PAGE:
This episode of the Maine Humanities Council’s Humanities on Demand podcast series is a recording of the talk “How Darwin’s Mind Worked,” by Don Dearborn. His lecture was part of the first annual Dorothy Schwartz Forum on Art, Science, and the Humanities. It was held on November 15th, 2014, and focused on the topic “Why Darwin Matters.”
Don Dearborn is an evolutionary biologist and chair of the Biology Department at Bates College. Working at research sites in Central America, New Zealand, the Middle East, and on remote oceanic islands, he has published extensively on how evolution shapes the behavior of animals – including deception, retaliation, and reproductive parasitism. His research on wild animal populations sometimes conveniently intersects with his love of whitewater kayaking, trail running, and mountain biking. A native of North Carolina, he lives in Lewiston, Maine, with his wife and daughter.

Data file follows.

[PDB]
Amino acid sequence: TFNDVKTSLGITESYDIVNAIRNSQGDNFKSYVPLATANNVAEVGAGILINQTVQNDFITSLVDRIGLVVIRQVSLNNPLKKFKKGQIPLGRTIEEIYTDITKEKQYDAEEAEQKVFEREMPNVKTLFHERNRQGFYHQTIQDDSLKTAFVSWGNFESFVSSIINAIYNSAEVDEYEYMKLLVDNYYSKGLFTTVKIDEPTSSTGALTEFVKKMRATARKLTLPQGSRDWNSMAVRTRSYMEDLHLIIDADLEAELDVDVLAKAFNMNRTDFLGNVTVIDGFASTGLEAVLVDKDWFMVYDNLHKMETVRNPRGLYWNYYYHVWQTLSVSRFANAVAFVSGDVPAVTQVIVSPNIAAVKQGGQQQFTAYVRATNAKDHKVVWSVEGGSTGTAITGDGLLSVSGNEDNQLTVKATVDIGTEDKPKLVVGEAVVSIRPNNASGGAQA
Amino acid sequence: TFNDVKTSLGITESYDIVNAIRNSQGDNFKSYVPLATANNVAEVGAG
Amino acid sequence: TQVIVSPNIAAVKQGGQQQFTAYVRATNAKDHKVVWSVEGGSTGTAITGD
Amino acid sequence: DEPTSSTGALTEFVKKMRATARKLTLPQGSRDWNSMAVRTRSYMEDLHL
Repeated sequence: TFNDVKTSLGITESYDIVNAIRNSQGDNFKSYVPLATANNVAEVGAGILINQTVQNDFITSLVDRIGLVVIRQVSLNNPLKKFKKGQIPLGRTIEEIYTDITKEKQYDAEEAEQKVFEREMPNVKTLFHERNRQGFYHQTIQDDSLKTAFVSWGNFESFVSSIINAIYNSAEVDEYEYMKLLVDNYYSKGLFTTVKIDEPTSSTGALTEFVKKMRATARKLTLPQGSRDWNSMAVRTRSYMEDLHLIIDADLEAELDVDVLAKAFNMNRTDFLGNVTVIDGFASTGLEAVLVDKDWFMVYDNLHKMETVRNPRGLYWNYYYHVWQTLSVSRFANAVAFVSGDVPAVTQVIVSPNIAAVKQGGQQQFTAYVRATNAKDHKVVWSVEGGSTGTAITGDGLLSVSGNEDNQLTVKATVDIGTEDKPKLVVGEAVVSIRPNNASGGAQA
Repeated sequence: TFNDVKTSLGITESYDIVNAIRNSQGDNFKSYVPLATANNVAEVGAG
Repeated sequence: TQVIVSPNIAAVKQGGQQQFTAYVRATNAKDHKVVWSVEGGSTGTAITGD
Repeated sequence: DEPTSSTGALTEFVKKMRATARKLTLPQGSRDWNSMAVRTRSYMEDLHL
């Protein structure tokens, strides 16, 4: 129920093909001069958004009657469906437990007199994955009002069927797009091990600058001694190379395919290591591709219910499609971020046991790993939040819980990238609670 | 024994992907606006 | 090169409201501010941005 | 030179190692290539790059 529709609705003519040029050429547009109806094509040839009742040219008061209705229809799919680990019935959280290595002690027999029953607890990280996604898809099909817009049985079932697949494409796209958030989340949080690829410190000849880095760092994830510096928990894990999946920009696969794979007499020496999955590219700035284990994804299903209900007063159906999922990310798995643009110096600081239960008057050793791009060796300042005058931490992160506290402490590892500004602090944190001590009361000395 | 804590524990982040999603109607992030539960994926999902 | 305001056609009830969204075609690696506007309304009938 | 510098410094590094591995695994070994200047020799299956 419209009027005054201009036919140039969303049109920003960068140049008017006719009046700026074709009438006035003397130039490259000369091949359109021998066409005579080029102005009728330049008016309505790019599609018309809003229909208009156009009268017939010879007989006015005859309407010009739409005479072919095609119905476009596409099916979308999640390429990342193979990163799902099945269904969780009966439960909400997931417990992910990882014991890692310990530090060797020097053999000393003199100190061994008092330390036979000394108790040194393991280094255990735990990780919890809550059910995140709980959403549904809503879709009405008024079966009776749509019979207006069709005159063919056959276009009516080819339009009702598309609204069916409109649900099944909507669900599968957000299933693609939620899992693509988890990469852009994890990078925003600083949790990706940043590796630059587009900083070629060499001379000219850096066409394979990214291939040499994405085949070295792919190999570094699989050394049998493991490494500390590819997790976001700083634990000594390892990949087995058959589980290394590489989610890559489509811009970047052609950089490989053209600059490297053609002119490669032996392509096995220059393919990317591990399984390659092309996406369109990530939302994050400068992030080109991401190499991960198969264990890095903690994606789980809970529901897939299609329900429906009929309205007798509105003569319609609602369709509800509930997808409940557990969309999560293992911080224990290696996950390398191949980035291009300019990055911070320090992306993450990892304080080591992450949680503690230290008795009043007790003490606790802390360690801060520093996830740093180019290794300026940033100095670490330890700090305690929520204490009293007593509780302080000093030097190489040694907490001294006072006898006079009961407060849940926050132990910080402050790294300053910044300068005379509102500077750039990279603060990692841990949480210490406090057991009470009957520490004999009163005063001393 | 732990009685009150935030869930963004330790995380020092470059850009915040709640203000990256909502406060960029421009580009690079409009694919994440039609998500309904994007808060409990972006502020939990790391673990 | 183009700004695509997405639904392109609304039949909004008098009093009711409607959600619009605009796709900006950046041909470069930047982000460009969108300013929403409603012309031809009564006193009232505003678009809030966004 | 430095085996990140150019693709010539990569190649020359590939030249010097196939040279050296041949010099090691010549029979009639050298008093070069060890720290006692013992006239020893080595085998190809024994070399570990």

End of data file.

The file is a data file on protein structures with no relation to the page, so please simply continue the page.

In this podcast, he discusses Darwin’s methods and explains the scientific significance of his work. “You all know the basic scientific method,” Dearborn says. “You’ve got an observation that you make… you derive a hypothesis from that and then you set out to test it in some more structured way. Use your data, draw a conclusion, and then revise your hypothesis or repeat that.
“So for Darwin that early process obviously led to a somewhat difficult place. It led to a conclusion that to him eventually seemed inescapable, but that he knew was going to be a tough sell for a wide audience. So his response to that was to keep collecting data…to build this unassailable case, more data, more data, more data.”